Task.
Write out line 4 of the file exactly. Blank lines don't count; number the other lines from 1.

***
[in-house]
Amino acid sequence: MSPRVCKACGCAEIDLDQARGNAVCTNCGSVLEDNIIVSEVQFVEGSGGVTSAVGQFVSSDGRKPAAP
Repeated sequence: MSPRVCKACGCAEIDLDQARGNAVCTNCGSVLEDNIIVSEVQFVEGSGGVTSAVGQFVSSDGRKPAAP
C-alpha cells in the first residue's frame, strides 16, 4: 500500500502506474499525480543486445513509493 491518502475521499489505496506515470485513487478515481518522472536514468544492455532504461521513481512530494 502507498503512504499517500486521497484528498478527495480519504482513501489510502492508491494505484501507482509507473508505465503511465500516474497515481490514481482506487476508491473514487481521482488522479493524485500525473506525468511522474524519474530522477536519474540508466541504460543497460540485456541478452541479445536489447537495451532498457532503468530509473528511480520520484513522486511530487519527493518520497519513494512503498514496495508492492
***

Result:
C-alpha cells in the first residue's frame, strides 16, 4: 500500500502506474499525480543486445513509493 491518502475521499489505496506515470485513487478515481518522472536514468544492455532504461521513481512530494 502507498503512504499517500486521497484528498478527495480519504482513501489510502492508491494505484501507482509507473508505465503511465500516474497515481490514481482506487476508491473514487481521482488522479493524485500525473506525468511522474524519474530522477536519474540508466541504460543497460540485456541478452541479445536489447537495451532498457532503468530509473528511480520520484513522486511530487519527493518520497519513494512503498514496495508492492